Developmental toxicity of terbutaline: critical periods for sex-selective effects on macromolecules and DNA synthesis in rat brain, heart, and liver.
beta-Adrenoceptors (betaARs) control cell replication/differentiation, and during development, signaling is not subject to desensitization. We examined the effects of terbutaline, a beta(2)AR agonist used as a tocolytic, on development in rat brain regions and peripheral tissues with high betaAR concentrations. Prenatal terbutaline (gestational days 17-20) decreased cell numbers (DNA content) in the fetal brain and liver. Early postnatal exposure (PN2-5) reduced DNA synthesis in early-developing brain regions of females, with sensitization of the effect upon repeated terbutaline administration; after multiple terbutaline injections, DNA content was reduced in male cerebellum. The cerebellum was targeted later (PN11-14), exhibiting decreased DNA synthesis in both sexes; in contrast, cardiac DNA synthesis decreased after one injection but increased after the fourth daily injection. Our results suggest that excessive betaAR stimulation by terbutaline alters cell development in brain regions and peripheral tissues, with the net effect depending on sex and the timing of exposure. These effects may contribute to neuropsychiatric, cognitive, cardiovascular, and metabolic abnormalities reported in the offspring of women treated with beta-agonist tocolytics.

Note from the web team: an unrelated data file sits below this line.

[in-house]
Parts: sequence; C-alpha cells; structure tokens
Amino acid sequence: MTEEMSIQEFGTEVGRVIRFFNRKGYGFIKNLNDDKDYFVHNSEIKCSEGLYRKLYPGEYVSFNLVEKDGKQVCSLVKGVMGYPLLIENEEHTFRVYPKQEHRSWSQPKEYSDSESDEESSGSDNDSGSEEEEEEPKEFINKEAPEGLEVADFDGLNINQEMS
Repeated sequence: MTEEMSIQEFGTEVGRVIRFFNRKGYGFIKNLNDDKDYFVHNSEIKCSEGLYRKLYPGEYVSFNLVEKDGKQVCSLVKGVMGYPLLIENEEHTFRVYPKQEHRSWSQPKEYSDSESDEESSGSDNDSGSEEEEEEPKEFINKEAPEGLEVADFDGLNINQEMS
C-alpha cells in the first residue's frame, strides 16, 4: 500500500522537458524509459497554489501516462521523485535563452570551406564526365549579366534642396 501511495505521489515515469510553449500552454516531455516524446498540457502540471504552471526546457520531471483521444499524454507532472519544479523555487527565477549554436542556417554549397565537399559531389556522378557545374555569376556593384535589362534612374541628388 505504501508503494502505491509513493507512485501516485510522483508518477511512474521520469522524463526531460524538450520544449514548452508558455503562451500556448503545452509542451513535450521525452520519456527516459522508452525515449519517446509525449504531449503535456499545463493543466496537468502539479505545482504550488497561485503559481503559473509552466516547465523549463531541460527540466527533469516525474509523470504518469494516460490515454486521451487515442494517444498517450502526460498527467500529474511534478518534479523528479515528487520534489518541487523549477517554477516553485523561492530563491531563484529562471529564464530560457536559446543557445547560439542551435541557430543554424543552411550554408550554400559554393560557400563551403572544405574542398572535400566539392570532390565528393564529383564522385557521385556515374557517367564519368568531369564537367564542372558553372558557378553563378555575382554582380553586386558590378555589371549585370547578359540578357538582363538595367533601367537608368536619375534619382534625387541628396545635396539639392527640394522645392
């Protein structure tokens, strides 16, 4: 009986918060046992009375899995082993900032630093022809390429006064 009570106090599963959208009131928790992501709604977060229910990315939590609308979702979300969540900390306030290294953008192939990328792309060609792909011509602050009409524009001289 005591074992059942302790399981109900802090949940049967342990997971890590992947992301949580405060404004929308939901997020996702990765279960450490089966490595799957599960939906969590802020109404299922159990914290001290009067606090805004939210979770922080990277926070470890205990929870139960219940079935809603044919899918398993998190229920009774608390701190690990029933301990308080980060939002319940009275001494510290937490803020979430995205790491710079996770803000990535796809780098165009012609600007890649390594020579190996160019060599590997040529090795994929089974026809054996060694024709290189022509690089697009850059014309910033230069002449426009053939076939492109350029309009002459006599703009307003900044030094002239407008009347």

Garofolo, MC; Seidler, FJ; Cousins, MM; Tate, CA; Qiao, D; Slotkin, TA
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